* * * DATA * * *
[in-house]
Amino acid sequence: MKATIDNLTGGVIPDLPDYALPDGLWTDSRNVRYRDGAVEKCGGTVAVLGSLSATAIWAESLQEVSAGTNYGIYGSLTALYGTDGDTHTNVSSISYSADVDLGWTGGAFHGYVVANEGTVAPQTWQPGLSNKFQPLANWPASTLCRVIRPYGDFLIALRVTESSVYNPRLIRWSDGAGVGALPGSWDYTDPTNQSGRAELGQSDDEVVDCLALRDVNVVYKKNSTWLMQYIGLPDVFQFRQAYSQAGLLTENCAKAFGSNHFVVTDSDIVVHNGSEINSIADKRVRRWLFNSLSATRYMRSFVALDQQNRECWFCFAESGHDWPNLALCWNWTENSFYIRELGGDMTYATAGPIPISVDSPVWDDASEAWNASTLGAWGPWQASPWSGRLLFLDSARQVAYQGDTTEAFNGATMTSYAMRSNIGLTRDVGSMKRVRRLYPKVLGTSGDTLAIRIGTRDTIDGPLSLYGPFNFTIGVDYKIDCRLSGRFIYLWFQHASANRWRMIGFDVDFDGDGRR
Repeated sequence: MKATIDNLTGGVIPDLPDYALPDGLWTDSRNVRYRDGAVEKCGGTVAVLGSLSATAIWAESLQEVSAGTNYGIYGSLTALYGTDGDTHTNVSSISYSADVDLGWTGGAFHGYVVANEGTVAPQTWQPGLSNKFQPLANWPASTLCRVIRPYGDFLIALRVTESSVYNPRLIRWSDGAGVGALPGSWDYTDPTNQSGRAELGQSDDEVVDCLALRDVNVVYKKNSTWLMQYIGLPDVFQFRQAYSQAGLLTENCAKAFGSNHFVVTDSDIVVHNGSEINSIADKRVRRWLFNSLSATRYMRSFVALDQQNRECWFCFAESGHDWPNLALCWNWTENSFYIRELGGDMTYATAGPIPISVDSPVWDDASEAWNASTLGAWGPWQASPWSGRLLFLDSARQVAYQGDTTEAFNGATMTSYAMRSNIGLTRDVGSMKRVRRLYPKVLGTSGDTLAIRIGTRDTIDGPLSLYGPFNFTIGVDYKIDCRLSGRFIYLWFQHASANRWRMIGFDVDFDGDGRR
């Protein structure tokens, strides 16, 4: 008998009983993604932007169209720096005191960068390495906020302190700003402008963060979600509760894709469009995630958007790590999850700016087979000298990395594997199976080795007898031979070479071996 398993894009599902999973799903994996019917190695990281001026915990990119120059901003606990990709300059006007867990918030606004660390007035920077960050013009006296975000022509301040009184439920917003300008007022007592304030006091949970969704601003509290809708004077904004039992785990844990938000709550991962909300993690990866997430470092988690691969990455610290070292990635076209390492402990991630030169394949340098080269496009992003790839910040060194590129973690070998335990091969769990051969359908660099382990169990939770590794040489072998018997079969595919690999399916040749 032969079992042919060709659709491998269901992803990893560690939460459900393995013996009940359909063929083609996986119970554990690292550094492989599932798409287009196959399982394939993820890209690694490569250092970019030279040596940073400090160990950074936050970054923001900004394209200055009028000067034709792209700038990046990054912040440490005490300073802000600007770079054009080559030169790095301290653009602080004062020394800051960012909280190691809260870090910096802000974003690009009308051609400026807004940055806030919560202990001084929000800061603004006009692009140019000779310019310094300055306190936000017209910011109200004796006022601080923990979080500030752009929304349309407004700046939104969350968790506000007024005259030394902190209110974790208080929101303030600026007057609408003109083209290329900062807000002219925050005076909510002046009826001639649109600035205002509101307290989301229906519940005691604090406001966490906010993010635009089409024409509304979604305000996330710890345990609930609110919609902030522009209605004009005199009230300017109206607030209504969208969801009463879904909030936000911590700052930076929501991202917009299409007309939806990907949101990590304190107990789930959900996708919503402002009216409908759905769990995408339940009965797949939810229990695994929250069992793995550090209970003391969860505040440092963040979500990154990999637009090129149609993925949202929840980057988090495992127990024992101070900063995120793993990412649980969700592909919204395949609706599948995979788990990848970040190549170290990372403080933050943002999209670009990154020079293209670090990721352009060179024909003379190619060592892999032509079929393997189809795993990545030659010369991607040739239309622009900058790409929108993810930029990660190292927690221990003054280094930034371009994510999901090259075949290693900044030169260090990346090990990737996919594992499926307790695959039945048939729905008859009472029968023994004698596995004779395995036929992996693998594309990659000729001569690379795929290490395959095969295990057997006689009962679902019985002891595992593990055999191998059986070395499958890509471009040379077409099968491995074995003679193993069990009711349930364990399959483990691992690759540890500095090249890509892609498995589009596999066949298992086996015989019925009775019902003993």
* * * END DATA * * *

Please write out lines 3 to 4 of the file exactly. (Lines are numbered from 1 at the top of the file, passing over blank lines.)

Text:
Repeated sequence: MKATIDNLTGGVIPDLPDYALPDGLWTDSRNVRYRDGAVEKCGGTVAVLGSLSATAIWAESLQEVSAGTNYGIYGSLTALYGTDGDTHTNVSSISYSADVDLGWTGGAFHGYVVANEGTVAPQTWQPGLSNKFQPLANWPASTLCRVIRPYGDFLIALRVTESSVYNPRLIRWSDGAGVGALPGSWDYTDPTNQSGRAELGQSDDEVVDCLALRDVNVVYKKNSTWLMQYIGLPDVFQFRQAYSQAGLLTENCAKAFGSNHFVVTDSDIVVHNGSEINSIADKRVRRWLFNSLSATRYMRSFVALDQQNRECWFCFAESGHDWPNLALCWNWTENSFYIRELGGDMTYATAGPIPISVDSPVWDDASEAWNASTLGAWGPWQASPWSGRLLFLDSARQVAYQGDTTEAFNGATMTSYAMRSNIGLTRDVGSMKRVRRLYPKVLGTSGDTLAIRIGTRDTIDGPLSLYGPFNFTIGVDYKIDCRLSGRFIYLWFQHASANRWRMIGFDVDFDGDGRR
């Protein structure tokens, strides 16, 4: 008998009983993604932007169209720096005191960068390495906020302190700003402008963060979600509760894709469009995630958007790590999850700016087979000298990395594997199976080795007898031979070479071996 398993894009599902999973799903994996019917190695990281001026915990990119120059901003606990990709300059006007867990918030606004660390007035920077960050013009006296975000022509301040009184439920917003300008007022007592304030006091949970969704601003509290809708004077904004039992785990844990938000709550991962909300993690990866997430470092988690691969990455610290070292990635076209390492402990991630030169394949340098080269496009992003790839910040060194590129973690070998335990091969769990051969359908660099382990169990939770590794040489072998018997079969595919690999399916040749 032969079992042919060709659709491998269901992803990893560690939460459900393995013996009940359909063929083609996986119970554990690292550094492989599932798409287009196959399982394939993820890209690694490569250092970019030279040596940073400090160990950074936050970054923001900004394209200055009028000067034709792209700038990046990054912040440490005490300073802000600007770079054009080559030169790095301290653009602080004062020394800051960012909280190691809260870090910096802000974003690009009308051609400026807004940055806030919560202990001084929000800061603004006009692009140019000779310019310094300055306190936000017209910011109200004796006022601080923990979080500030752009929304349309407004700046939104969350968790506000007024005259030394902190209110974790208080929101303030600026007057609408003109083209290329900062807000002219925050005076909510002046009826001639649109600035205002509101307290989301229906519940005691604090406001966490906010993010635009089409024409509304979604305000996330710890345990609930609110919609902030522009209605004009005199009230300017109206607030209504969208969801009463879904909030936000911590700052930076929501991202917009299409007309939806990907949101990590304190107990789930959900996708919503402002009216409908759905769990995408339940009965797949939810229990695994929250069992793995550090209970003391969860505040440092963040979500990154990999637009090129149609993925949202929840980057988090495992127990024992101070900063995120793993990412649980969700592909919204395949609706599948995979788990990848970040190549170290990372403080933050943002999209670009990154020079293209670090990721352009060179024909003379190619060592892999032509079929393997189809795993990545030659010369991607040739239309622009900058790409929108993810930029990660190292927690221990003054280094930034371009994510999901090259075949290693900044030169260090990346090990990737996919594992499926307790695959039945048939729905008859009472029968023994004698596995004779395995036929992996693998594309990659000729001569690379795929290490395959095969295990057997006689009962679902019985002891595992593990055999191998059986070395499958890509471009040379077409099968491995074995003679193993069990009711349930364990399959483990691992690759540890500095090249890509892609498995589009596999066949298992086996015989019925009775019902003993």